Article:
Includes over 700,000 patients waiting for orthopaedic surgery
How the numbers waiting have increased (See graph showing the numbers of patients who have been referred for treatment, but have not been seen. This number is known as the RTT or referral to treatment).
Out of the 6.1 million patients, over 700,000 are awaiting trauma and orthopaedic operations, nearly half a million women waiting for gynaecological procedures and close to 300,000 patients waiting due to heart conditions.
The latest data show:
At the end of December 2021, 63.8% of patients waiting to start treatment were waiting up to 18 weeks. The accepted standard is 92%.
The number of RTT patients waiting to start treatment at the end of December 2021 was 6.1 million patients. Of those, 310,813 patients were waiting more than 52 weeks.
For patients waiting to start treatment at the end of December 2021, the median waiting time was 12.5 weeks. The 92nd percentile waiting time was 43.4 weeks.
During December 2021, 1,427,778 patients started a new RTT pathway (new RTT periods or clock starts).
During December 2021, 225,912 RTT patients started admitted treatment and 946,030 started non-admitted treatment (completed pathways).
less than half of the public are aware that they can choose where they receive their NHS treatment, including in the independent sector
Responding to the NHS performance figures out today, David Hare, Chief Executive of the Independent Healthcare Providers Network, said: “This week saw the welcome publication of the NHS’ elective recovery plan but with today’s figures showing yet another record NHS waiting list of 6.1 million, it’s vital that those commitments are now translated into concrete action which swiftly improves patients’ access to care."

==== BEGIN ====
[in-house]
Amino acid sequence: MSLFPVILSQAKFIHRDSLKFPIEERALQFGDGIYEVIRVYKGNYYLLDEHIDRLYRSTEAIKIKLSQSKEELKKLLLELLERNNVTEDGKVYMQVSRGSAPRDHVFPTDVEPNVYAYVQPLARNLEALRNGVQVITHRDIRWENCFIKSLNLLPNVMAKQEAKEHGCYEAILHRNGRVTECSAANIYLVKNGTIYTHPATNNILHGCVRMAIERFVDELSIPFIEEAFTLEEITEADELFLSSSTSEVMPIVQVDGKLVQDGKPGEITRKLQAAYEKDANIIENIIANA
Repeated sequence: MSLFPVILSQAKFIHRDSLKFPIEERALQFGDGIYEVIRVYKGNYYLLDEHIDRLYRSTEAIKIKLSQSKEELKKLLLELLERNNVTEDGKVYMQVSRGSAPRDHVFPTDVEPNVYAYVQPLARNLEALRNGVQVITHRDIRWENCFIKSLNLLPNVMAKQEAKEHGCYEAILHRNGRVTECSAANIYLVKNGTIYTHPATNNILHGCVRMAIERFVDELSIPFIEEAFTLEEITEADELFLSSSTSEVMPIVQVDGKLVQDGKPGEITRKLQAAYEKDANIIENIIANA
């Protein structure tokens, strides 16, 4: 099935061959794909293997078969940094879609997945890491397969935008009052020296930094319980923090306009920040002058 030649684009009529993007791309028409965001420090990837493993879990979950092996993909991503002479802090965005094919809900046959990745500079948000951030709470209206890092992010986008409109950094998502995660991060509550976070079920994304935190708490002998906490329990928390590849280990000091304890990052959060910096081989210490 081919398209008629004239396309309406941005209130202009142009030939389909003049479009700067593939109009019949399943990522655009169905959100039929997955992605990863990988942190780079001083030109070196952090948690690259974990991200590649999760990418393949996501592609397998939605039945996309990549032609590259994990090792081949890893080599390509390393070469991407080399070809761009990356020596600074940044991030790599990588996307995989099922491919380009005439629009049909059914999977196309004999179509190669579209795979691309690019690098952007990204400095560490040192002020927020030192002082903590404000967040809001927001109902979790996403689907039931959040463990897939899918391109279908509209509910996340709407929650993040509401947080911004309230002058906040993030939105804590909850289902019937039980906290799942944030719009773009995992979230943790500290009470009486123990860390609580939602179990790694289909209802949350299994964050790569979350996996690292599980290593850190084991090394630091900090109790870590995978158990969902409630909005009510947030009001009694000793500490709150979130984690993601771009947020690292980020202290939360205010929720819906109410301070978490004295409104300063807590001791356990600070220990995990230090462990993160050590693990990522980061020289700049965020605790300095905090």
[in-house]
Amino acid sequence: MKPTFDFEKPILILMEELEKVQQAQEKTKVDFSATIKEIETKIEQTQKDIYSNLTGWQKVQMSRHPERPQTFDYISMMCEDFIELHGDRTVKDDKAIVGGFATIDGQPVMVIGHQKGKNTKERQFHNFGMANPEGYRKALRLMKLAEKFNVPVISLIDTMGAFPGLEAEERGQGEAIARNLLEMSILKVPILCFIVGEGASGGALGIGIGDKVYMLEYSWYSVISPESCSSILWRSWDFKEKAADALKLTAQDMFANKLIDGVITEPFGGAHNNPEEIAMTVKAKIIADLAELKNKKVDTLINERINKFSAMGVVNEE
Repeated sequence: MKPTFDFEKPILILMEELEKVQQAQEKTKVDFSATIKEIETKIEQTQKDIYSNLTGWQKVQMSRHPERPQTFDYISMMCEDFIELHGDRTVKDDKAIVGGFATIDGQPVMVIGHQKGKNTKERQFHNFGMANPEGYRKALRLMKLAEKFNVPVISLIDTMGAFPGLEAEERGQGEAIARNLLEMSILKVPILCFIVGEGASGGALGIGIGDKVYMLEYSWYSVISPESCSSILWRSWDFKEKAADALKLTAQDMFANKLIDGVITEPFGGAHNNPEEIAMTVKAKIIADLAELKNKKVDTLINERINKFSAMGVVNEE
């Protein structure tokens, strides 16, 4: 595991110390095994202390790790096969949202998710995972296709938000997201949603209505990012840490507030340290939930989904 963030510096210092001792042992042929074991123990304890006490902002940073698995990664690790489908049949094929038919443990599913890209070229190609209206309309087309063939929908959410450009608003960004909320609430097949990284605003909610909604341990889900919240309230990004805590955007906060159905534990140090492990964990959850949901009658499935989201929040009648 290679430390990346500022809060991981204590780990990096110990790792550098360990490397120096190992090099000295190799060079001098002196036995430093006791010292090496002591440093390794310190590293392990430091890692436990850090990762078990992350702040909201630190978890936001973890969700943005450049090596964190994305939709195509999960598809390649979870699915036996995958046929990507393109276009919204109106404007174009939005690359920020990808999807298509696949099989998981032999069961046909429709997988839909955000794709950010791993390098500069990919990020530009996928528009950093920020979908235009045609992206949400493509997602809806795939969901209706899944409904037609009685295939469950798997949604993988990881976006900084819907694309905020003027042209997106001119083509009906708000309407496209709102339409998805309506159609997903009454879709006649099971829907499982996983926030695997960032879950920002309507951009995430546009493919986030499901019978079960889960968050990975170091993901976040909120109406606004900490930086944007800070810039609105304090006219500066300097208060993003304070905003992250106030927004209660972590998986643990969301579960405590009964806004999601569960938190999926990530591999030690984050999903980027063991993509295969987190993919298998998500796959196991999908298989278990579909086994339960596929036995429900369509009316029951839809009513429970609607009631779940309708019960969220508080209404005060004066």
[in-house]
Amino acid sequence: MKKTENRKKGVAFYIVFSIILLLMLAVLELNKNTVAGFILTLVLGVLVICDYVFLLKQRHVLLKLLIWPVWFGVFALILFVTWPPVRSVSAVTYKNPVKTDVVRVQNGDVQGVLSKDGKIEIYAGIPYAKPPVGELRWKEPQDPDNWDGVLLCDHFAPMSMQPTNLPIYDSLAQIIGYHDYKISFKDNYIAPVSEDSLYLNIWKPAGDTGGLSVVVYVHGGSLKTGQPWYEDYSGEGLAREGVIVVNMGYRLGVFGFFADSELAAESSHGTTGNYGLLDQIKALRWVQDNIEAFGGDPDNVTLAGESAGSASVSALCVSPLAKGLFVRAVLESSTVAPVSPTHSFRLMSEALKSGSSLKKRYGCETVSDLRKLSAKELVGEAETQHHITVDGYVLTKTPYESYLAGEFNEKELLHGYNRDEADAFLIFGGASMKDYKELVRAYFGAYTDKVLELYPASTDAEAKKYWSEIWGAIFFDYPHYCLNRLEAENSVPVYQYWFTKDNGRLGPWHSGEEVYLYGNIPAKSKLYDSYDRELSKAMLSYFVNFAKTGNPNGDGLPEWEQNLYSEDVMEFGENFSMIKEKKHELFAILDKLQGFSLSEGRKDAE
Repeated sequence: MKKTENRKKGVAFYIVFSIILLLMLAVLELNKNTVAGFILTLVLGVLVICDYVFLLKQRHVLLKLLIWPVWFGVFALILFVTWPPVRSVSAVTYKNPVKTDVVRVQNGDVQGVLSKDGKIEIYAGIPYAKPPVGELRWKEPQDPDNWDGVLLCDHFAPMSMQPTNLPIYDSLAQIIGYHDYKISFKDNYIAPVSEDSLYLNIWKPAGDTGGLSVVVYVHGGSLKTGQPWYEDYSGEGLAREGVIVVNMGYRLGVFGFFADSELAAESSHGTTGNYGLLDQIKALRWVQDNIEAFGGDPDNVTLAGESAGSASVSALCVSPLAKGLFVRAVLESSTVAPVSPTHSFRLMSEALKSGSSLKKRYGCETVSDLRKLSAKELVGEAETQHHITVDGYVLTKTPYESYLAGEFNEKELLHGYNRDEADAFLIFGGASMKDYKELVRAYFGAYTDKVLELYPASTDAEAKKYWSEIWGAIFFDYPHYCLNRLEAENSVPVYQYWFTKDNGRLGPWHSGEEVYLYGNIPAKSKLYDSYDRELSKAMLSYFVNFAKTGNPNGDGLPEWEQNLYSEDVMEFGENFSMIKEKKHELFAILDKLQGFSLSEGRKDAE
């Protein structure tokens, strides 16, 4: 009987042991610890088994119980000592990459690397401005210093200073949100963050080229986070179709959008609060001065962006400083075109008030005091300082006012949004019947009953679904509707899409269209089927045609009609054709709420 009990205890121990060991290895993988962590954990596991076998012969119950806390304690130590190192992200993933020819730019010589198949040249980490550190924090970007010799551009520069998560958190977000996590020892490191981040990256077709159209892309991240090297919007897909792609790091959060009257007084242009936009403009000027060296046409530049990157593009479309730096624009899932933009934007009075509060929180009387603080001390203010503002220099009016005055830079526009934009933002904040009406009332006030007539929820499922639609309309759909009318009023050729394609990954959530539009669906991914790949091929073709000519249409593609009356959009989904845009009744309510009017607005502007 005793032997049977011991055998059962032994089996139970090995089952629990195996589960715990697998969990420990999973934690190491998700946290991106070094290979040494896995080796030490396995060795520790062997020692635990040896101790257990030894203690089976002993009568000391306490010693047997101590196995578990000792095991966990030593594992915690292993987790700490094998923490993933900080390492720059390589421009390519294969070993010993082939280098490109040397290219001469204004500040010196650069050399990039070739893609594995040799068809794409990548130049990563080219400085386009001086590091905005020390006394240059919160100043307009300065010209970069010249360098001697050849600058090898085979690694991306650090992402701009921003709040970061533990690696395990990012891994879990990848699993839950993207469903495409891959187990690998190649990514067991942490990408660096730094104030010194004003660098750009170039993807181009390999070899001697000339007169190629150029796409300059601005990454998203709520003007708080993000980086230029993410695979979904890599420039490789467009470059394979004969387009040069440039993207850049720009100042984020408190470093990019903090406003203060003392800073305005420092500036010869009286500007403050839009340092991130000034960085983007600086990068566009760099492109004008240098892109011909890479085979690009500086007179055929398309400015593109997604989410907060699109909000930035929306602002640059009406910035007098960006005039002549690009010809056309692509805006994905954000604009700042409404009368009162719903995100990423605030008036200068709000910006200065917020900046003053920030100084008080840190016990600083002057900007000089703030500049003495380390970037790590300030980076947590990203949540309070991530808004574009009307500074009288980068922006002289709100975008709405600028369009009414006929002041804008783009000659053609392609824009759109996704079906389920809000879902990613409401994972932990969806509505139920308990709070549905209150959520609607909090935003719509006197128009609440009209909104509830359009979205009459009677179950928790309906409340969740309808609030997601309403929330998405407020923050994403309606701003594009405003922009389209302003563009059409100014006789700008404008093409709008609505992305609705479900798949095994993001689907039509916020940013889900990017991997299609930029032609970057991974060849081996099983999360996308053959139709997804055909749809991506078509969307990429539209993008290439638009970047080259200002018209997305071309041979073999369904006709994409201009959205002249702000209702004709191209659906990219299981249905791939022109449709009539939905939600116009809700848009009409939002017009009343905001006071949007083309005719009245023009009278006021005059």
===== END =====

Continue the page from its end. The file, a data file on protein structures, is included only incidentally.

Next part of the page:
He goes onto say, “As the recovery plan makes clear, the independent sector has a key role to play in providing desperately needed capacity to the NHS, and we now need to see local areas turbo-charging their use of the sector to increase activity and bring down waiting times. Independent sector capacity available to the NHS is still going unused in many parts of the country and this needs to urgently remedied if access to NHS care is to be improved.
“We also need concrete action from the Government to empower patients to take control of their care. The recovery plan includes much-needed commitments to bolster patient choice rights but currently less than half of the public are aware that they can choose where they receive their NHS treatment, including in the independent sector. There must now be a real drive in the NHS to ensure the public are given all the information so they can make the best decisions about their care.
“Tackling the elective backlog is the public’s number one priority for the NHS and people will now want to see the Government urgently stepping up its efforts and do all it can to stop waiting lists getting out of control and improve patients’ access to care.”